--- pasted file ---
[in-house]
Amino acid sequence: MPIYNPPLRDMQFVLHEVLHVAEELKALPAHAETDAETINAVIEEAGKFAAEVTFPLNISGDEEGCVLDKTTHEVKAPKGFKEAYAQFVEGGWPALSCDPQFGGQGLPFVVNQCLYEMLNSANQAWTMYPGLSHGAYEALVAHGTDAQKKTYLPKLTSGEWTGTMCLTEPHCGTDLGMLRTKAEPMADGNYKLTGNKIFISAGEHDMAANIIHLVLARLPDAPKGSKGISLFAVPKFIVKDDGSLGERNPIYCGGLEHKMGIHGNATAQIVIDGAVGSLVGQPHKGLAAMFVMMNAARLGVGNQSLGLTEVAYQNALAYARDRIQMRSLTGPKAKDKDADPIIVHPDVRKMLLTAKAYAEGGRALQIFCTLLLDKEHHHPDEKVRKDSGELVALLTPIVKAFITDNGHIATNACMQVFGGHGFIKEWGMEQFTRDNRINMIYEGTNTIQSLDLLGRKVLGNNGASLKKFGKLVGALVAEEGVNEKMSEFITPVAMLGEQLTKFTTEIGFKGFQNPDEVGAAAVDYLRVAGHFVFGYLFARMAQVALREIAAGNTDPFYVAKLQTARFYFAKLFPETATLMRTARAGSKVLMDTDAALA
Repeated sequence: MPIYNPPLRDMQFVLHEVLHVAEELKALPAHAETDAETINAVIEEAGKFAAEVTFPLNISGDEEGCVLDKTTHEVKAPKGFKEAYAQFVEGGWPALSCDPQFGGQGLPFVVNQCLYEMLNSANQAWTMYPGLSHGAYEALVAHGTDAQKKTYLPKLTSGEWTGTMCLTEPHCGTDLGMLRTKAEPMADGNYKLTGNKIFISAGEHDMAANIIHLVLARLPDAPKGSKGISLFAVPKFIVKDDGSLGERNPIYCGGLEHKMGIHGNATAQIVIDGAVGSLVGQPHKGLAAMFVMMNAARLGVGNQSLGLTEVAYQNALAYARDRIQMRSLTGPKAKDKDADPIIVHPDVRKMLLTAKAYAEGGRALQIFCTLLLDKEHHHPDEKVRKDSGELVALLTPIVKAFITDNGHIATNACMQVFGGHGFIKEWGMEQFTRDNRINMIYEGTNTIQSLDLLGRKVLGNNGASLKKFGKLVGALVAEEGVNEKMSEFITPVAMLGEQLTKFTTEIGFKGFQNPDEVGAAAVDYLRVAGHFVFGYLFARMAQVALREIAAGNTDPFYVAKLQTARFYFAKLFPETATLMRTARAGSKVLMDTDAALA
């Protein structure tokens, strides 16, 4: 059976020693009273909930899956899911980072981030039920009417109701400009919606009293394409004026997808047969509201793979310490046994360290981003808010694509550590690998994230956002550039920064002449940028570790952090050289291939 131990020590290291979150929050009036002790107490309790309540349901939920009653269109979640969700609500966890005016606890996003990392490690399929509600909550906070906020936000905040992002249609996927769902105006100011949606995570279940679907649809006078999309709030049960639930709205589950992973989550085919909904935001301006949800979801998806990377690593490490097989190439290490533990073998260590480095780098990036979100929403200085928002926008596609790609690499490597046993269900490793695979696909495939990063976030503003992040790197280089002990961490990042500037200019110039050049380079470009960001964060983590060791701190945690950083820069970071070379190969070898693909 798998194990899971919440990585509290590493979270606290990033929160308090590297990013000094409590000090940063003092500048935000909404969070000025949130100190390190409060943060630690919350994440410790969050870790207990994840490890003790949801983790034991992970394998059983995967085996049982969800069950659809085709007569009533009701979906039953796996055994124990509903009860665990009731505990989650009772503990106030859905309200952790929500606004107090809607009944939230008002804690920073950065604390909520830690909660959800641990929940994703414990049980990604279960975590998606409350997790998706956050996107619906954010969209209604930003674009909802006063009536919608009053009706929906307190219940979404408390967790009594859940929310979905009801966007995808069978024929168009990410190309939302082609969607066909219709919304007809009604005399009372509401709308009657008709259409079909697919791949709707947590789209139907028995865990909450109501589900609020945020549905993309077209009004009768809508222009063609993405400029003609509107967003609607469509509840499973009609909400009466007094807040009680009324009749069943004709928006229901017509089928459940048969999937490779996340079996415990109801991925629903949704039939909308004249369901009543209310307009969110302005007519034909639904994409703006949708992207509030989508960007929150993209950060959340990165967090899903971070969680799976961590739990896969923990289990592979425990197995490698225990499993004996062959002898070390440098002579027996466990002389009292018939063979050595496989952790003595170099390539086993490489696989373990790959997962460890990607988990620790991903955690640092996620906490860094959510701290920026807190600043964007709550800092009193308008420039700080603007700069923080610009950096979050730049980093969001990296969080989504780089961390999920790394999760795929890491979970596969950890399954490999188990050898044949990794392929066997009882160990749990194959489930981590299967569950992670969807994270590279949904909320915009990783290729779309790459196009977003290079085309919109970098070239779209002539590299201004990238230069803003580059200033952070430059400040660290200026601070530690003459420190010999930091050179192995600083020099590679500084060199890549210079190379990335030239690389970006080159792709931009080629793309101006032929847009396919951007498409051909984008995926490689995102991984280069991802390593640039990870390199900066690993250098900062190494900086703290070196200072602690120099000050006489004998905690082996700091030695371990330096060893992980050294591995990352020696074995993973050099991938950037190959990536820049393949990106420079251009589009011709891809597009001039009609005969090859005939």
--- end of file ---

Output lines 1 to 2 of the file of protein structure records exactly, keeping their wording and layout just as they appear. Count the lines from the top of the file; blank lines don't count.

[in-house]
Amino acid sequence: MPIYNPPLRDMQFVLHEVLHVAEELKALPAHAETDAETINAVIEEAGKFAAEVTFPLNISGDEEGCVLDKTTHEVKAPKGFKEAYAQFVEGGWPALSCDPQFGGQGLPFVVNQCLYEMLNSANQAWTMYPGLSHGAYEALVAHGTDAQKKTYLPKLTSGEWTGTMCLTEPHCGTDLGMLRTKAEPMADGNYKLTGNKIFISAGEHDMAANIIHLVLARLPDAPKGSKGISLFAVPKFIVKDDGSLGERNPIYCGGLEHKMGIHGNATAQIVIDGAVGSLVGQPHKGLAAMFVMMNAARLGVGNQSLGLTEVAYQNALAYARDRIQMRSLTGPKAKDKDADPIIVHPDVRKMLLTAKAYAEGGRALQIFCTLLLDKEHHHPDEKVRKDSGELVALLTPIVKAFITDNGHIATNACMQVFGGHGFIKEWGMEQFTRDNRINMIYEGTNTIQSLDLLGRKVLGNNGASLKKFGKLVGALVAEEGVNEKMSEFITPVAMLGEQLTKFTTEIGFKGFQNPDEVGAAAVDYLRVAGHFVFGYLFARMAQVALREIAAGNTDPFYVAKLQTARFYFAKLFPETATLMRTARAGSKVLMDTDAALA